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Robert Cade: Why Centrepoint's new strategy prioritises a collaborative approach 

19 Apr 2021 Voices

Centrepoint launched its new strategy last week. Robert Cade explains why building a movement is crucial to reducing the number of young people sleeping in unsafe spaces 

In the twelve months prior to the pandemic 120,000 young people across the UK approached their local council for help because they were homeless or at risk.

In the year since the first lockdown, “Everyone In” has confirmed there are no real barriers when it comes to mobilising and funding schemes to safeguard rough sleepers. The challenge now is to turn this into long-term measures to end youth homelessness for good.

We can never completely remove the spectre of homelessness from the lives of young people. For a myriad of reasons there will always be some young people who need our support.

However, at Centrepoint we believe it is entirely possible to drastically reduce the number of young people who find themselves homeless to such a point where no young person needs to sleep in an unsafe place.  This is why in our own new strategic plan we have committed ourselves to work with others to end youth homelessness by 2037 – the year someone born today turns 16 and could find themselves in need of our support.

How?

So how do we do it? 

Firstly, we need to prevent young people from reaching the point that they become homeless. This means recognising that solving homelessness is broader than solving rough sleeping. We have to narrow the gaps at those crucial points of transition in young people’s lives - whether that’s leaving care, leaving home, or leaving custody – whilst at the same time giving vulnerable young people the academic and practical skills they need to live independently.

Secondly, we need to make sure that there is an immediate safe place for young people to access if they reach the point of housing crisis. That means acknowledging that all-age hostels are inappropriate, and sometimes dangerous, for young people. Charities and councils need the funding to provide young person specific services. If we invest in youth homelessness we will avoid storing up problems for individuals and our communities further down the line. 

And thirdly, we need to ensure that each young person in a hostel or other supported housing service can move into a permanent home as soon as they are ready to live independently. With changes to the Local Housing Allowance the government has made this aim more achievable, but there is still a long way to go ensure sufficient supply of affordable housing.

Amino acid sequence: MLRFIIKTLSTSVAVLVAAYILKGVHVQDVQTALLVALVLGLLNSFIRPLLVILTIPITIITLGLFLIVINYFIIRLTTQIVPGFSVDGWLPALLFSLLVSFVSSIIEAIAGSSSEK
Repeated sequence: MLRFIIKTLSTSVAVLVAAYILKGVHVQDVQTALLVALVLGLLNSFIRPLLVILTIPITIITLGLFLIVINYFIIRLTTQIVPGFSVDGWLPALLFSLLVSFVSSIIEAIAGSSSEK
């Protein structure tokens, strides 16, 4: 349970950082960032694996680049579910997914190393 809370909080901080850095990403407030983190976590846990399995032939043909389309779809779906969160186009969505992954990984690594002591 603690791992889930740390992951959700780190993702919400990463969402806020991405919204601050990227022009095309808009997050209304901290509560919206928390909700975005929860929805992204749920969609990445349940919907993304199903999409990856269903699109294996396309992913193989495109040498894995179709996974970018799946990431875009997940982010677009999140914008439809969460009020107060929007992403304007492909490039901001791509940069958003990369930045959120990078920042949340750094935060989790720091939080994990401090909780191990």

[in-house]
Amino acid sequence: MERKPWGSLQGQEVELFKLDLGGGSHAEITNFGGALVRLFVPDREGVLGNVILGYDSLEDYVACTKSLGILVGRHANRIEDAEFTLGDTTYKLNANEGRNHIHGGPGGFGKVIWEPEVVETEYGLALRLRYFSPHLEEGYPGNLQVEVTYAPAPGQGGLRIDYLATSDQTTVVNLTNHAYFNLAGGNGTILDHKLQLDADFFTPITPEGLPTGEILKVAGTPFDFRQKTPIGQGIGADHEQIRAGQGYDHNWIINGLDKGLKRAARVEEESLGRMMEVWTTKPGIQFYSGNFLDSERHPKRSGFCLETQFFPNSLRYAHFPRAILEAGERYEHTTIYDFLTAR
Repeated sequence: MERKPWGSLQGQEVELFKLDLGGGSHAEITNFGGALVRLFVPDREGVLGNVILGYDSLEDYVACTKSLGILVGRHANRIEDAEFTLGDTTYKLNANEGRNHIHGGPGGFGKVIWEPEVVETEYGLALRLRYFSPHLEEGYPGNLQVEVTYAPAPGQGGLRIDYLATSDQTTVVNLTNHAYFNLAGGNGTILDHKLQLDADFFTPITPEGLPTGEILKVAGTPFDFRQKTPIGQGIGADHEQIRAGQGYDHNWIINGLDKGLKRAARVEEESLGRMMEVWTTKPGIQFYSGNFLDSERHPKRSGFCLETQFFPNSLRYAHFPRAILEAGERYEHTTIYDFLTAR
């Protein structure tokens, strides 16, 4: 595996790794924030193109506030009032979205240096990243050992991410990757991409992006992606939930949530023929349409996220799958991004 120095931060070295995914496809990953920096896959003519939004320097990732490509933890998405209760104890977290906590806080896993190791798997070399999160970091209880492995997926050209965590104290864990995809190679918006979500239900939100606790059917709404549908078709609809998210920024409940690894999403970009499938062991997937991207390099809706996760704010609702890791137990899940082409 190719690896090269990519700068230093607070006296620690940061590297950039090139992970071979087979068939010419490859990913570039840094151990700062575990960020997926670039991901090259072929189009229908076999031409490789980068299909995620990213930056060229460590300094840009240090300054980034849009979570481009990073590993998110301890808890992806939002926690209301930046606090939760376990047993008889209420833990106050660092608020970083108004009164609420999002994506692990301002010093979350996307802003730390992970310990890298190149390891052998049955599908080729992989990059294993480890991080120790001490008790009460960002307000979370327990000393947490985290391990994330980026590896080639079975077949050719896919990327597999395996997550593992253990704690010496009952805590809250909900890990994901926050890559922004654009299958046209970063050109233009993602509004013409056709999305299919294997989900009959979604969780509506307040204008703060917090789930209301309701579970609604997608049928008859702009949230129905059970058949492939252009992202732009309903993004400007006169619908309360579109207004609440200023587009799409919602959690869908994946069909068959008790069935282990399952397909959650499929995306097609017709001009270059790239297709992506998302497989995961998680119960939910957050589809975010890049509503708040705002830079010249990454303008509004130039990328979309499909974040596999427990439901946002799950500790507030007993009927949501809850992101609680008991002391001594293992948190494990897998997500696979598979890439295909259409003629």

None of these ideas are new, but we do need a new approach to achieving them. Youth homelessness is a societal challenge, and we need organisations and government at all levels to work together.

Building a movement 

In developing our new strategy we recognise that it is only through acting in concert across public, charitable and private sectors and society that our vision of ending youth homelessness by 2037 can be achieved. 

Centrepoint will directly deliver innovative and exemplary services for young people across the country. From our national helpline (0808 800 0661), to homeless prevention services in Manchester, mental health support in Barnsley, parent and child services in Sunderland, routes into employment in Bradford, and Independent Living schemes in London. We will use the insight from this provision to encourage others to expand what works and to campaign and influence for change across society.

We will partner with and support other organisations who provide interventions that tackle youth homelessness, and build a movement of organisations and individuals who can bring their collective clout to end youth homelessness.

During the past twelve months we have seen what working together can achieve. So let’s work together, and act now to ensure that the next generation of young people don’t have to experience homelessness.

Robert Cade is director of strategy and performance at Centrepoint

Civil Society Voices is the place for informed opinion, and debate about the big issues affecting charities today. We’re always keen to hear from anyone, working or volunteering at a charity, who has something to say. Find out more about contributing and how to get in touch.


 

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